PDA

View Full Version : Here's a crazy random idea that doesn't really even help California folks


deadcoyote
08-19-2016, 1:19 PM
A few years back I got to shoot a Taurus Judge at my wife's family reunion out of state. It was fun for a cheap blaster but seemed kinda pointless as the rifling they're required to have to avoid SBS laws spins the shot and it scatters as soon as it exits the bore. Also, I will add I would not want a Taurus made gun but S&W makes their own competitor now, which I would trust a bit more.

So, I am also a huge dork, and read constantly. I was reading something about old Swedish gun laws stating that at one point the Swede's had a law on the books demanding that all guns used for hunting have rifled bores. this publication was explaining that you can still find many old Swede shotguns on the used market with "Straight rifling" so they could be in compliance with this law and still be used for bird hunting, as it didn't scatter the shot like traditional rifling. Why couldn't you do this to a modern .410 revolver in order to be compliant with the rifling requirement and have it actually work?

I know shotguns with revolving cylinders are banned in CA period, so this doesn't help, just a random thought.

sigfan91
08-19-2016, 2:10 PM
Because the Judge needs to spin a 45LC round to stabilize it.

ArkinDomino
08-19-2016, 2:27 PM
LoL

IVC
08-19-2016, 3:12 PM
I'm not sure about this "rifling" thing.

The way to get a Judge was to set up a trust and go the AOW route (I believe), where the LGS would add a forward grip to trigger the correct classification prior to transferring it to the trust (you). I also believe that the forward grip could be removed after the transfer so the gun would end up in its original configuration.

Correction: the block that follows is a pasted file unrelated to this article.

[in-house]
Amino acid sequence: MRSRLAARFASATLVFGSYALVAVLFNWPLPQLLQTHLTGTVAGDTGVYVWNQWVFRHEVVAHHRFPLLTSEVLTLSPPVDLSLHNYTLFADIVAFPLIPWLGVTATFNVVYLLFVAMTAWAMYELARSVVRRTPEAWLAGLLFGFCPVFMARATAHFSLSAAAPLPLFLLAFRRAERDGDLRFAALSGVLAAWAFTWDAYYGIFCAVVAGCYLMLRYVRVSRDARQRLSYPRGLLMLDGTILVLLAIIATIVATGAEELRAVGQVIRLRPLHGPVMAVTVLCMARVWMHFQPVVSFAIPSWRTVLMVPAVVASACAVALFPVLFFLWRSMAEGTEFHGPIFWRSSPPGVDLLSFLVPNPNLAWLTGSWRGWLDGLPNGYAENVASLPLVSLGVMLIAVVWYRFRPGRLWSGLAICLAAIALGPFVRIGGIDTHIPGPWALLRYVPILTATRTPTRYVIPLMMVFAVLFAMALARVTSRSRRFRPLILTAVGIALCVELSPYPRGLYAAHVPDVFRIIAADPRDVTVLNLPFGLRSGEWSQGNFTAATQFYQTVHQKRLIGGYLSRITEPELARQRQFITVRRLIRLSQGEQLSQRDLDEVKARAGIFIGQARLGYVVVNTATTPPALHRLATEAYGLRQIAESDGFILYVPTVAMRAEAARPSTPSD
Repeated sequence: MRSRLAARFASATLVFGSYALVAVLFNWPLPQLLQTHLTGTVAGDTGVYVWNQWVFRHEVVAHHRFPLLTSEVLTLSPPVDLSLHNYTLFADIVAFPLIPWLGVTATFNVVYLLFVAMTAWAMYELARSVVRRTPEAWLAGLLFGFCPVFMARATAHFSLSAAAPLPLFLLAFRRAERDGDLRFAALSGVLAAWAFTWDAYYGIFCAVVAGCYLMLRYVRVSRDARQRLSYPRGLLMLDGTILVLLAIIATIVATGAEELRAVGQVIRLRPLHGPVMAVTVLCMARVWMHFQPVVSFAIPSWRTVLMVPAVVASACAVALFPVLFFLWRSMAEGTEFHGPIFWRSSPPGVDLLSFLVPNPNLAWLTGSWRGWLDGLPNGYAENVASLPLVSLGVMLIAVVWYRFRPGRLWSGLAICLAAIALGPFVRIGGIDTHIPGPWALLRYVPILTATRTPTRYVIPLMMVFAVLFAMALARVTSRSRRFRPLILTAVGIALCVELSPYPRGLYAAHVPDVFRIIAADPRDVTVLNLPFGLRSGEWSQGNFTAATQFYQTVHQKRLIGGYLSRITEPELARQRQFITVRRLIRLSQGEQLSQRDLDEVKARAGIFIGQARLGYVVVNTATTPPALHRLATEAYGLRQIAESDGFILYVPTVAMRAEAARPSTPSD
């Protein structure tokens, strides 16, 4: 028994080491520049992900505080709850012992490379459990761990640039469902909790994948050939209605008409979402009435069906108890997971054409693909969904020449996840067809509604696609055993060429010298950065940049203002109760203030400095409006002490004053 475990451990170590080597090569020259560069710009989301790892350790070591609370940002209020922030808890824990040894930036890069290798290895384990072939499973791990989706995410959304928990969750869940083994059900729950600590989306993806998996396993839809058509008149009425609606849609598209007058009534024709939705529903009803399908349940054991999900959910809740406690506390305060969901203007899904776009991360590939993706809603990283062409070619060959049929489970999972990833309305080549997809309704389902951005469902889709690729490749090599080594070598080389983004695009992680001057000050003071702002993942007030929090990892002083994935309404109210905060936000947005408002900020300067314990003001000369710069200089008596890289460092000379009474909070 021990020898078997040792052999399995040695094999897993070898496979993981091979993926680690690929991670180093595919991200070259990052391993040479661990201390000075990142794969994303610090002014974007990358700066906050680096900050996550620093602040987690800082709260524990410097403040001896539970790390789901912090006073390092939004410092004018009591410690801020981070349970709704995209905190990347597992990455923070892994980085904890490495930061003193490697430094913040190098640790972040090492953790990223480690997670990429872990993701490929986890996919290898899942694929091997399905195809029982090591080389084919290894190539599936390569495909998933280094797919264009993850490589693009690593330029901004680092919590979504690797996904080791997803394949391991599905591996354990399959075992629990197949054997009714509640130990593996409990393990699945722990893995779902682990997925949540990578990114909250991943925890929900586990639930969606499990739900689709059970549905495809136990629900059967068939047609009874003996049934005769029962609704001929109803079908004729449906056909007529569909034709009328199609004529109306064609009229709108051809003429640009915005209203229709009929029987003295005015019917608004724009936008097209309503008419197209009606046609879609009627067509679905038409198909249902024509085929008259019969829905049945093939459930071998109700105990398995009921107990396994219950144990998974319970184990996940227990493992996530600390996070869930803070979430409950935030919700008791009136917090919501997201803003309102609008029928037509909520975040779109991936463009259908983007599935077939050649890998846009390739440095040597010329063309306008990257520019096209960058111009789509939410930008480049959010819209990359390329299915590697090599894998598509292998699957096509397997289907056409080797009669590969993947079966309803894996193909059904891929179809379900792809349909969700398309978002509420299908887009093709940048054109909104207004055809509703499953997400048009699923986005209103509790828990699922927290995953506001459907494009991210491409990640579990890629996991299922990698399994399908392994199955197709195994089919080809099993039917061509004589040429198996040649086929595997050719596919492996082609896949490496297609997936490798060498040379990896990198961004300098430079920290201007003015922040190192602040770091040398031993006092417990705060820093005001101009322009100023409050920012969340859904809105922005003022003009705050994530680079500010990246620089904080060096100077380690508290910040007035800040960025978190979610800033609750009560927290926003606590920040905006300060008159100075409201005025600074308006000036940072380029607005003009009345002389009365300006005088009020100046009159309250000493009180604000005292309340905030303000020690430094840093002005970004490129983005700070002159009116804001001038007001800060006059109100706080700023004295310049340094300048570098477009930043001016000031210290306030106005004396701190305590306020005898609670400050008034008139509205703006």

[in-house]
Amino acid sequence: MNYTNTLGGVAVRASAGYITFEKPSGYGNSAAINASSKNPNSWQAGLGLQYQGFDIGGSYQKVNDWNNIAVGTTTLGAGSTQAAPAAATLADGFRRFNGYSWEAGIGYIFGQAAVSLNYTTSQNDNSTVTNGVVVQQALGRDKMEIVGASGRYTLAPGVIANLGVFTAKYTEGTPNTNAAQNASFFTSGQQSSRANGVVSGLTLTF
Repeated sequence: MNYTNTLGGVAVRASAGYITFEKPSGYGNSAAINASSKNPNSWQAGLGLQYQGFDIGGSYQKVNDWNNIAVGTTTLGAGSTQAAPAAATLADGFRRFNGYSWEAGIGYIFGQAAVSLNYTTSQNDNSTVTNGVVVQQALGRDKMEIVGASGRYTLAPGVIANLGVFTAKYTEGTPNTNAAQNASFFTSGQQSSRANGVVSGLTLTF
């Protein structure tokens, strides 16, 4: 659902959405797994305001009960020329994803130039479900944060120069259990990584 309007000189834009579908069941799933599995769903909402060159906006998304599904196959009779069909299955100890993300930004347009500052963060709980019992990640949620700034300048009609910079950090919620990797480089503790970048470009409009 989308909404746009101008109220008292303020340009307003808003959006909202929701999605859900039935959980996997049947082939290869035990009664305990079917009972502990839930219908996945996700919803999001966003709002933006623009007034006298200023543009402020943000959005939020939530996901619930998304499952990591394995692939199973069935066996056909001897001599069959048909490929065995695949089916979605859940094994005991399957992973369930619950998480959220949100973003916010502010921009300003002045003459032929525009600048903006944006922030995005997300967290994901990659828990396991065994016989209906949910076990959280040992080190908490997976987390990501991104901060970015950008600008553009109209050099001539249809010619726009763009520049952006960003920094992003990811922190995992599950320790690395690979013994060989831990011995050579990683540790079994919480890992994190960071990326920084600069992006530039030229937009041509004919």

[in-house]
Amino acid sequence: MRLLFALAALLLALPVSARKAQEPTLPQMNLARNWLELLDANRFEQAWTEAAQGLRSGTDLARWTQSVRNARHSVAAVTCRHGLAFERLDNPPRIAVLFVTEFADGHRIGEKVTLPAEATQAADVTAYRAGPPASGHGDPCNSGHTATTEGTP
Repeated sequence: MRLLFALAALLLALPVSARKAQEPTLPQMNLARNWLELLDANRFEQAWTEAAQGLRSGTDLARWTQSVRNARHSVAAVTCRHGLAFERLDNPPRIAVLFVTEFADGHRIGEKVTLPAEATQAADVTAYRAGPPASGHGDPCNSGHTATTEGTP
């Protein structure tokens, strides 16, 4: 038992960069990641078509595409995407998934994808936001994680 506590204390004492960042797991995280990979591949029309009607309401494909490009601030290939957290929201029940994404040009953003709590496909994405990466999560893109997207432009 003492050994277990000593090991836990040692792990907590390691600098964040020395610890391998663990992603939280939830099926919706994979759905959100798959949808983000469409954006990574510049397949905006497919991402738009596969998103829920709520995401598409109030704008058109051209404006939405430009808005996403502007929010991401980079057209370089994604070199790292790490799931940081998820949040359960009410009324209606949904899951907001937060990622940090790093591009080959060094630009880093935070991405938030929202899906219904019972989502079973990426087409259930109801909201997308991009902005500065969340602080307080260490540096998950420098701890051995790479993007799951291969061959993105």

I obviously haven't done it (otherwise I'd know the details), but I've seen a few at O.C. Armory and I do remember that the process was very long due to the wait periods to get some paperwork that was required in the process.

IVC
08-19-2016, 3:16 PM
this publication was explaining that you can still find many old Swede shotguns on the used market with "Straight rifling" so they could be in compliance with this law and still be used for bird hunting, as it didn't scatter the shot like traditional rifling. Why couldn't you do this to a modern .410 revolver in order to be compliant with the rifling requirement and have it actually work?

If you are thinking about manufacturers building a gun with straight rifling in order to get the revolver on the CA roster (avoid the SBS statute), it won't work.

What triggers the law is whether you can fire a .410 shell from it, not what the inside of the barrel looks like.

deadcoyote
08-19-2016, 3:51 PM
I was coming at this simply from an outside CA perspective. You could make a .410 revolver that would actually work past 7 feet with shot shells and not have it be a SBS with the straight rifling.

floogy
08-19-2016, 4:31 PM
Maybe not in the Judge/Governor platform since they are designed for 45lc and proprietary buckshot loads.

I think it would be cool for a pump action or double barrel .410 "firearm" with a short barrel that is straight rifled. I guess it would depend on how the ATF defines "rifling". I guess even the slightest twist rate could make it "rifled" and thus not a "shotgun".

Stupid NFA and CA laws.

IVC
08-20-2016, 1:00 PM
...and not have it be a SBS with the straight rifling.

Rifling is not the problem. The ability to fire a shot shell is.